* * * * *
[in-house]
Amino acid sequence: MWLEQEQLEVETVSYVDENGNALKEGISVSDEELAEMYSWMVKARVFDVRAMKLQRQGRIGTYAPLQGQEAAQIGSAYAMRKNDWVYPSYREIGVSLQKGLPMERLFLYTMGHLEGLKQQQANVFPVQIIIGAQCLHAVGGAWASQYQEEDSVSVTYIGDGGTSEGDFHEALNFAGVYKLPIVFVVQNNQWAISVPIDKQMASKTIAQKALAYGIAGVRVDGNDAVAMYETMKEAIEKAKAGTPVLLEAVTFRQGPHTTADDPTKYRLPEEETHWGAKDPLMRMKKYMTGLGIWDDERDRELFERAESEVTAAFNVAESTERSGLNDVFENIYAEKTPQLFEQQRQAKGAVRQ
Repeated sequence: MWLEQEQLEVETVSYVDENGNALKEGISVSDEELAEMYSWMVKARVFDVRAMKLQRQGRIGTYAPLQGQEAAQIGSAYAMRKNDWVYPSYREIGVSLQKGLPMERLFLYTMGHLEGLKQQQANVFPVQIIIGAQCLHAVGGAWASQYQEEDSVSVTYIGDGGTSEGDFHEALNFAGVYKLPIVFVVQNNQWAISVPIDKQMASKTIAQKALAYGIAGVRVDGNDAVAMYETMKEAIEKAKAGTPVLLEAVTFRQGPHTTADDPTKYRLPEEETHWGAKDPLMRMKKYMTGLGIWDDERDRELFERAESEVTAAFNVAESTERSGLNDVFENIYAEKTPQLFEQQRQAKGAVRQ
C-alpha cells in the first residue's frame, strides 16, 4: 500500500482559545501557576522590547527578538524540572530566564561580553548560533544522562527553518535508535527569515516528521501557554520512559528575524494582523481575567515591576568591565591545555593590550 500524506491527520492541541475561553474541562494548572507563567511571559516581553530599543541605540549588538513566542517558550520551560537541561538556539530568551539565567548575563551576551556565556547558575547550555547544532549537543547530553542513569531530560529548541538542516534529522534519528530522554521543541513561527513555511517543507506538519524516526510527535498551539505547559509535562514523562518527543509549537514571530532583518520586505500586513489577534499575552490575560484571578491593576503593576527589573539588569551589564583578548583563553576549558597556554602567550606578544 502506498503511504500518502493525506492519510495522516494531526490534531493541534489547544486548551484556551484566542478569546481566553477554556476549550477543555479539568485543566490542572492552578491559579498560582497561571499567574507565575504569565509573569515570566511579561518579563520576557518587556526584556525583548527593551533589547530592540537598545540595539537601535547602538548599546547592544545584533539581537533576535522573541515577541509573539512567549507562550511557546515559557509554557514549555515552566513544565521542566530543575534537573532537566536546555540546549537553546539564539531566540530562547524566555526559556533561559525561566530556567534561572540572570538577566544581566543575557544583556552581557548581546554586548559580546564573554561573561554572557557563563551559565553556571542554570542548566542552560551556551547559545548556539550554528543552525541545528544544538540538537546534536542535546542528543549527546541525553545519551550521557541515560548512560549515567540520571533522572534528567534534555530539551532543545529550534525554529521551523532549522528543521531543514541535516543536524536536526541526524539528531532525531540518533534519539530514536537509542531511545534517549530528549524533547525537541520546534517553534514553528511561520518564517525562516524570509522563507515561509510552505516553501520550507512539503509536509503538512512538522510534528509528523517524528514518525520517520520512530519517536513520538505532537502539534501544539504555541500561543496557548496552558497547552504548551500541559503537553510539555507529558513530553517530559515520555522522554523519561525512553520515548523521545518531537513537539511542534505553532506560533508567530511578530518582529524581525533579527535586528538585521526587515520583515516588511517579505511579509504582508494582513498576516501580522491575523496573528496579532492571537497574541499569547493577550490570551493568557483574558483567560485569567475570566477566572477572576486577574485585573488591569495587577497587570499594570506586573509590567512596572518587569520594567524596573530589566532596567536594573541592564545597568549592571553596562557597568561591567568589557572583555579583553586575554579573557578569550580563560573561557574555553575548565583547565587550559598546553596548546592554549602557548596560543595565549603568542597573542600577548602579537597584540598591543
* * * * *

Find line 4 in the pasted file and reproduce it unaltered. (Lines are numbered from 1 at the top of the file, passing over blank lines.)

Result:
C-alpha cells in the first residue's frame, strides 16, 4: 500500500482559545501557576522590547527578538524540572530566564561580553548560533544522562527553518535508535527569515516528521501557554520512559528575524494582523481575567515591576568591565591545555593590550 500524506491527520492541541475561553474541562494548572507563567511571559516581553530599543541605540549588538513566542517558550520551560537541561538556539530568551539565567548575563551576551556565556547558575547550555547544532549537543547530553542513569531530560529548541538542516534529522534519528530522554521543541513561527513555511517543507506538519524516526510527535498551539505547559509535562514523562518527543509549537514571530532583518520586505500586513489577534499575552490575560484571578491593576503593576527589573539588569551589564583578548583563553576549558597556554602567550606578544 502506498503511504500518502493525506492519510495522516494531526490534531493541534489547544486548551484556551484566542478569546481566553477554556476549550477543555479539568485543566490542572492552578491559579498560582497561571499567574507565575504569565509573569515570566511579561518579563520576557518587556526584556525583548527593551533589547530592540537598545540595539537601535547602538548599546547592544545584533539581537533576535522573541515577541509573539512567549507562550511557546515559557509554557514549555515552566513544565521542566530543575534537573532537566536546555540546549537553546539564539531566540530562547524566555526559556533561559525561566530556567534561572540572570538577566544581566543575557544583556552581557548581546554586548559580546564573554561573561554572557557563563551559565553556571542554570542548566542552560551556551547559545548556539550554528543552525541545528544544538540538537546534536542535546542528543549527546541525553545519551550521557541515560548512560549515567540520571533522572534528567534534555530539551532543545529550534525554529521551523532549522528543521531543514541535516543536524536536526541526524539528531532525531540518533534519539530514536537509542531511545534517549530528549524533547525537541520546534517553534514553528511561520518564517525562516524570509522563507515561509510552505516553501520550507512539503509536509503538512512538522510534528509528523517524528514518525520517520520512530519517536513520538505532537502539534501544539504555541500561543496557548496552558497547552504548551500541559503537553510539555507529558513530553517530559515520555522522554523519561525512553520515548523521545518531537513537539511542534505553532506560533508567530511578530518582529524581525533579527535586528538585521526587515520583515516588511517579505511579509504582508494582513498576516501580522491575523496573528496579532492571537497574541499569547493577550490570551493568557483574558483567560485569567475570566477566572477572576486577574485585573488591569495587577497587570499594570506586573509590567512596572518587569520594567524596573530589566532596567536594573541592564545597568549592571553596562557597568561591567568589557572583555579583553586575554579573557578569550580563560573561557574555553575548565583547565587550559598546553596548546592554549602557548596560543595565549603568542597573542600577548602579537597584540598591543